Biography - Pope Nicholas IV - The Papal Library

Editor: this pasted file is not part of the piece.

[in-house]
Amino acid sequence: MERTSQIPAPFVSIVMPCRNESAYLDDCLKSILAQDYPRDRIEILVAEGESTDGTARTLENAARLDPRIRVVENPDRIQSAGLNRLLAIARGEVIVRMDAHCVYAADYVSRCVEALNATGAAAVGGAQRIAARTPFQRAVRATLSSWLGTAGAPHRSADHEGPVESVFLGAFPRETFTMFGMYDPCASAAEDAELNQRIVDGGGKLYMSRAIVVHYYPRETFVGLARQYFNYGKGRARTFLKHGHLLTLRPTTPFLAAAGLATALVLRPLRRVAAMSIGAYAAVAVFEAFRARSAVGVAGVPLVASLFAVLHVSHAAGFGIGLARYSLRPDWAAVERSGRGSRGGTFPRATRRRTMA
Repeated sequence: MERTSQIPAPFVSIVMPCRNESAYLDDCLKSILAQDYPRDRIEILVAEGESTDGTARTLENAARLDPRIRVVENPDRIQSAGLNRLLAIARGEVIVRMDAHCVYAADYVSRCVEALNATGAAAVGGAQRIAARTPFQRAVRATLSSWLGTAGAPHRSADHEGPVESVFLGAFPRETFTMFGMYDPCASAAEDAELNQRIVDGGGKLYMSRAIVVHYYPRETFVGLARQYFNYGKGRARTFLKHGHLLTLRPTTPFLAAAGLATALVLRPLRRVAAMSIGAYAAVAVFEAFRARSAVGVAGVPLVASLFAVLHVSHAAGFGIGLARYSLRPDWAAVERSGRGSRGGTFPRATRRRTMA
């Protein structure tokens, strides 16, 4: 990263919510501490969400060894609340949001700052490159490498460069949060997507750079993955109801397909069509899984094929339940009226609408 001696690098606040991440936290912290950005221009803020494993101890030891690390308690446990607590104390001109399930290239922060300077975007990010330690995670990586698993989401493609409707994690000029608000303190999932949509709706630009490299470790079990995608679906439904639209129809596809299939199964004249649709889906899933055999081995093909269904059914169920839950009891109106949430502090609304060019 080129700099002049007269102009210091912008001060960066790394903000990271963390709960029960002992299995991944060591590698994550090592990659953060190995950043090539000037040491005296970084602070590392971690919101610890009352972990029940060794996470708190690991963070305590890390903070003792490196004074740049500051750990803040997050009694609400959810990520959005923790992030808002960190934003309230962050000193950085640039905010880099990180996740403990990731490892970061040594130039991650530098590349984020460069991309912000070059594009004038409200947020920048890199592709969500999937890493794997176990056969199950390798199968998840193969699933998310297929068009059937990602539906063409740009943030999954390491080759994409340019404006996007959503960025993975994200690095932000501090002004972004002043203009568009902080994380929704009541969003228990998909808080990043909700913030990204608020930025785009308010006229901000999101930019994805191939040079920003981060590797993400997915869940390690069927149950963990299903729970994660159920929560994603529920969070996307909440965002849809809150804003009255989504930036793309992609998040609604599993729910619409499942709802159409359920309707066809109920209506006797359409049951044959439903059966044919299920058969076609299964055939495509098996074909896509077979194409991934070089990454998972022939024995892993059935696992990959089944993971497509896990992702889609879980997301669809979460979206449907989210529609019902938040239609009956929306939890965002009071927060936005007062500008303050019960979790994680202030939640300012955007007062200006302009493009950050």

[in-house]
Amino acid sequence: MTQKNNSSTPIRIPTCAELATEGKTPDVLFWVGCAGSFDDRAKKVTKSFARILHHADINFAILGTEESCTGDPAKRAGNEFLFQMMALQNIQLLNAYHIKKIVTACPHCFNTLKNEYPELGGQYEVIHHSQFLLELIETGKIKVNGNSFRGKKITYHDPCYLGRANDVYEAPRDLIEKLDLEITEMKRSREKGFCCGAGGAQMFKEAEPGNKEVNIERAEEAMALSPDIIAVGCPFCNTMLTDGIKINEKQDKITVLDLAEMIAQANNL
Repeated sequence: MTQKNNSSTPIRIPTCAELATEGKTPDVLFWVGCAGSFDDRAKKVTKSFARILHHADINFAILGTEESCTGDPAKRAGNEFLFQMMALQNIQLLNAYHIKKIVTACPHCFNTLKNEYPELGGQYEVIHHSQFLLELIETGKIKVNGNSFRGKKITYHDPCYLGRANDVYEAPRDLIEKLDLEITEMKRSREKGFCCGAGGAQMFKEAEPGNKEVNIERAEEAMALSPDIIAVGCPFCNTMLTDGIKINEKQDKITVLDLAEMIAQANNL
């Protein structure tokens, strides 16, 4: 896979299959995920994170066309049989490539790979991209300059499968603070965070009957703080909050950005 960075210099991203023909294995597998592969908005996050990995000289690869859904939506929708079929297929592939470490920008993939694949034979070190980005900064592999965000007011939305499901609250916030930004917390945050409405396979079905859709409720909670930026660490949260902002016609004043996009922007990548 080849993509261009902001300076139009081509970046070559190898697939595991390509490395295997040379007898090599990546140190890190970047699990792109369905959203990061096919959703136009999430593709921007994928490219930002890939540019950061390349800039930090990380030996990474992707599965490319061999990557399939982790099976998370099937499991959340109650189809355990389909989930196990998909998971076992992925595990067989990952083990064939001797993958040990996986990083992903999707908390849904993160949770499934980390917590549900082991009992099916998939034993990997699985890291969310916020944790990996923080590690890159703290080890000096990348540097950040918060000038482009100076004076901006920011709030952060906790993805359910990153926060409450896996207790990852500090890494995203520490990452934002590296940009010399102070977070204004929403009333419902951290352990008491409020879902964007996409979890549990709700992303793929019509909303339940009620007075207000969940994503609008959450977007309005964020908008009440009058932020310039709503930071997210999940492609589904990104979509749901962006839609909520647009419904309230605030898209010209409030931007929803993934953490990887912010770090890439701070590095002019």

Nicholas IV1288-1292 Nicholas IV, named Tineus, of an obscure family in Alessiano, in the diocese of Ascoli, was a Minor Observantine, and became the first general of the Franciscans after Saint Bonaventure, and the first pope of that order. As legate from Gregory X to Constantinople, he contributed to bring the Greeks back for a moment to the Roman Church. We have seen that he alone would not leave the Palace of Saint Sabina, in which the conclave was assembled. This courageous conduct was not dictated by any paltry self-interest. When the tiara was offered to him, he rejected it and endeavored to put forth the greater merits other cardinals. On the 22nd of February, 1288, he was unanimously proclaimed, and he was obliged to submit to his coronation on the 24th. In the first year of his pontificate, Pope Nicholas granted privileges to the brethren of his order. Firstly, as many doubted their exemption, he declared them immediately subject to the Holy See and absolutely exempt from every other jurisdiction, adding that all the property, fixed or movable, of which they had the use, was the property of Saint Peter, in conformity to the bull Exiit qui seminat of Nicholas III. This bull of Nicholas IV, is dated at Rome, April 30, 1288. By another, of May 6, given at Rieti, he ordered that no Friar Minor who, after profession, should pass into another order, should be raised to any charge, dignity, or prelacy, without the express permission of the Holy See. In case the place of their abode should fall under interdict, he permitted them to confess each other, receive absolution, recite the office, and say Mass with closed doors, without the bells being rung, and without being obliged to admit any one but the members of the order; and, finally, to communicate on the accustomed days and in case of need to receive extreme unction. He also gave special privileges to some houses of the order, among others to that at Assisi. He forbade any other religious to settle in that city; if necessity compelled them to do so, establishment was to be four hundred yards from the walls. He intended thereby to prevent any diminution of the alms on which the brothers and sisters of the order of Saint Francis subsisted. In 1289 Nicholas removed the interdict which, sixteen years before, Gregory X had laid upon the kingdom of Portugal, when Alphonso III had usurped the property of the Church and reduced all the ecclesiastics to beggary. On the 29th of May the pope crowned, in the Vatican Basilica, Charles II, King of Sicily, on the same conditions that had been imposed on the father of that prince by Clement IV. In virtue of a constitution, he divided the income of the Roman Church into two parts, the one allotted to the pontiff and the other to the cardinals. This constitution has not been in force for many years; other arrangements are made for the income of the cardinals, which is very limited considering their high dignity. To Nicholas is due the foundation of the University of Montpellier, which the founder, in his diploma of the 26th of October, calls a city created for study. Subsequently he granted great privileges to the university established at Lisbon by King Denis. Nicholas, ever watchful for the maintenance and propagation of religion, exhorted all the princes upon the earth, with unwearied zeal, to form a numerous crusade to arrest the progress of the victorious Sultan of Babylon, who in 1290 took the city of Tripoli from the Christians. As the aid was not sent as quickly as the Holy Father desired, the city of Acre, the last that the Christians still possessed in Syria, was attacked and taken by the same sultan. This deeply grieved Nicholas, who made new but still vain efforts to stimulate the zeal of the Catholic princes. The loss was irreparable. It was no longer Saladin who fought against the Christians; the Sultan Cahil was an odious barbarian. In spite of the efforts of Henry, King of Cyprus and of Jerusalem, of the Templars, Hospitallers, and the Christians in Palestine, the city of Acre was taken by storm. The master of the Templars was killed fighting valiantly. The Patriarch of Jerusalem, Nicholas, was urged to escape by open sea, the port being still free. The holy man was dragged against his will, by his people, to a boat, that they might convey him to a galley not far off. But he charitably received so many fugitives into the boat that she went down. Thus perished the last Latin Patriarch of Jerusalem who re sided in the Holy Land. In Acre there was a famous convent of Poor Clares. The superior, being informed that the Saracens were in the city, assembled all the sisterhood in chapter and said: My daughters, let us despise this life, in order that we may preserve for our heavenly Spouse pure hearts in pure bodies: do as you see me do. Immediately she cut off her nose, and her face was bathed in blood. The others followed her example, and cut their faces in various manners. The Saracens, entering the convent scimitar in hand, were astounded at the sight; then, horror turning into fury, they butchered all the holy women. The Franciscan friars of Saint Jean d'Acre were also all killed. The Saracens carried off more than thirty thousand prisoners, after having killed a like number of the inhabitants. On the day of the taking of Acre, the inhabitants of Tyre abandoned their city without making any defense. Those of Beyrout also surrendered without resistance. The Latin Christians. lost everything that had remained to them in the country. Most of them who escaped retired to the isle of Cyprus. So closed the wars for the conquest and recovery of the Holy Land, which had lasted one hundred and ninety-three years, from 1098 to 1291. Nicholas was a prudent philosopher and a good theologian; he governed the Church wisely, and he appeased some of the dissensions which had arisen at Rome and in the Ecclesiastical States. Father Felix Mattei published a life of Nicholas, from a manuscript in the Vatican, the author of which was Jerome Rubeo. This pope governed the Church four years, one month, and fourteen days. He died on the 4th of April, Good Friday, 1292, and, as he had desired, was interred in a simple tomb in Saint Mary Major. He was so humble, this worthy religious, that he said: We would rather be the cook to our brethren than a cardinal; we accepted the purple only from fear of offending our order. He was also accustomed to say: We have relations: these relations are all men who are distinguished by knowledge and virtue. The Holy See was vacant two years, three months, and two days. There were twelve cardinals, but they were divided in opinon — six Romans, four Italians, and two French. The election was so long delayed because they cared for their own interests and not for that of Christ. This biographical data is from The Lives and Times of the Popes by The Chevalier Artaud De Montor. Published by The Catholic Publication Society of New York in ten volumes in 1911. The pictures, included in the volumes, were reproduced from Effigies Pontificum Romanorum Dominici Basae.